In my case I want the player to be able to see the weapons in their inventory, and then place them out on a grid.  So, while I will still need to find or create some of the more unusual models (what does a smoke screen sprayer look like?), I can get pretty far with these guys.

So Many Datafiles

Yes, Technical Debt is still rearing its ugly head.  One of the things that any procedurally-generated Roguelike has is a ton of different files that hold profiles that define how to generate cities, landscapes and enemy encounters.  And tables, so many randomized tables!

sceneinspectorDuring the 7DRL I found an expedient solution that worked for the challenge and a fair amount of time afterwards.  I baked data right into each Unity scene that I saved out, imagining that I could just make a scene for each type of scenario or terrain profile I wanted.  I could bake in components that had all the predefined information I needed and just load them as needed.  I could even drag-n-drop the appropriate prefabs for everything I wanted to spawn.  How simple.  Sure, it nagged at me that it wasn’t super extensible, but scenes were cheap to make and I was interested in how far it could get me.

Wellll, it turned out it was pretty far, but eventually it started to haunt me.  The more scenes there were, the harder they all were to maintain, even if all the common information was kept in Unity prefabs.  Oh god, the prefabs…  they are great sometimes, but they also can puke all over themselves if I moved files around or a metafile got invalidated somehow.  Also, any time I wanted to choose something randomly, it felt like I was writing new code to deal with it each time.

I also used the serializer for a number of structures, but there was always a desire to have more flexibility when reading data.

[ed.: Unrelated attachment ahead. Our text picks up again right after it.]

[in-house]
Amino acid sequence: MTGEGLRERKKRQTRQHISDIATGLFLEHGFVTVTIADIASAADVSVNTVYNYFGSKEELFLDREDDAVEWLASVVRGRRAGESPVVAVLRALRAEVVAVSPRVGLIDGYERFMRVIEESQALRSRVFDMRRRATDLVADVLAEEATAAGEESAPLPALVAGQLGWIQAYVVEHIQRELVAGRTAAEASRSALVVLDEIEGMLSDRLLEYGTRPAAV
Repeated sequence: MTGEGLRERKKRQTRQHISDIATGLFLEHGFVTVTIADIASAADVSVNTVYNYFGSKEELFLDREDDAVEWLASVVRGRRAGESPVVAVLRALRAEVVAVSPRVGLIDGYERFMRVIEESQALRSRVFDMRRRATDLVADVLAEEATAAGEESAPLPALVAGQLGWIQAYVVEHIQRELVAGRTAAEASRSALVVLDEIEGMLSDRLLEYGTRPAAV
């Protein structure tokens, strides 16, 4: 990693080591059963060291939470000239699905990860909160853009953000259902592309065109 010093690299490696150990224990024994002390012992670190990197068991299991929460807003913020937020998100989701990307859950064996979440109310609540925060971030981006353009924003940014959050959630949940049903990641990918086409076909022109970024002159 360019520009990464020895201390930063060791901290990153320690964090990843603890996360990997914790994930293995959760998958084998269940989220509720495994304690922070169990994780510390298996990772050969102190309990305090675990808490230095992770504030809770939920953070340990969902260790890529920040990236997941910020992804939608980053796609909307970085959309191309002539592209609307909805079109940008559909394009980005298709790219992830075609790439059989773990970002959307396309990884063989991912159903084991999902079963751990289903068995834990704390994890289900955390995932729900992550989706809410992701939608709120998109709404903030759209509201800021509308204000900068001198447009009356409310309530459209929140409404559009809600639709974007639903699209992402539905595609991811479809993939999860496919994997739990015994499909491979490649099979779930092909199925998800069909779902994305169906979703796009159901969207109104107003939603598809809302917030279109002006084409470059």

Anyway, I knew I needed to up my datafile game.  My friend Jim’s amazing RL Dungeonmans has something like 500+ datafiles holding anything from name generation to encounters to tile definitions, with weighted randomization tables and tables that reference other tables.  How slick!  He spent many years refining his data methods and he encouraged us to reuse his approach in our own games.

So last weekend I finally bit the bullet and built a datafile system around some of the same concepts and in the end my format is virtually the same as Dmans.  This way I can build a sector with a pretty flexible format:

defThing sector_basic
{
 class adSectorData
 scene Overworld

 biome Desert
 nametable sector_name_chart
 treasuretable sector_treasure_table

 music mus_desperado

 basic_city_table 1d2
 sector_outpost_chart 2d4
 sector_town_chart 2+1d3
}

And these tables have some handy reference capabilities (recursing through each table referenced) and weighting for randomized results:

defTable "sector_name_chart"
{
 #t1 "sector_place_types"
 #t2 "place_nouns"
 #t3 "sector_adjectives"

 "The [t1] of [t2]" 10
 "The [t3] [t1]" 10
 "The [t1] of [t3] [t2]" 10
}

defTable "sector_adjectives"
{
 "New" 10
 "Old" 10
 "Dry" 10
 "Frosty" 10
 "Winding" 10
 "Hewn" 10
 "Locked" 10
 "Winding" 10
 "Ancient" 10
     ...

…and bingo, my world generation becomes 10x more flexible and powerful.  I’m dyin’ to get back to the drive-shoot stuff, but this was so worth it.

namegen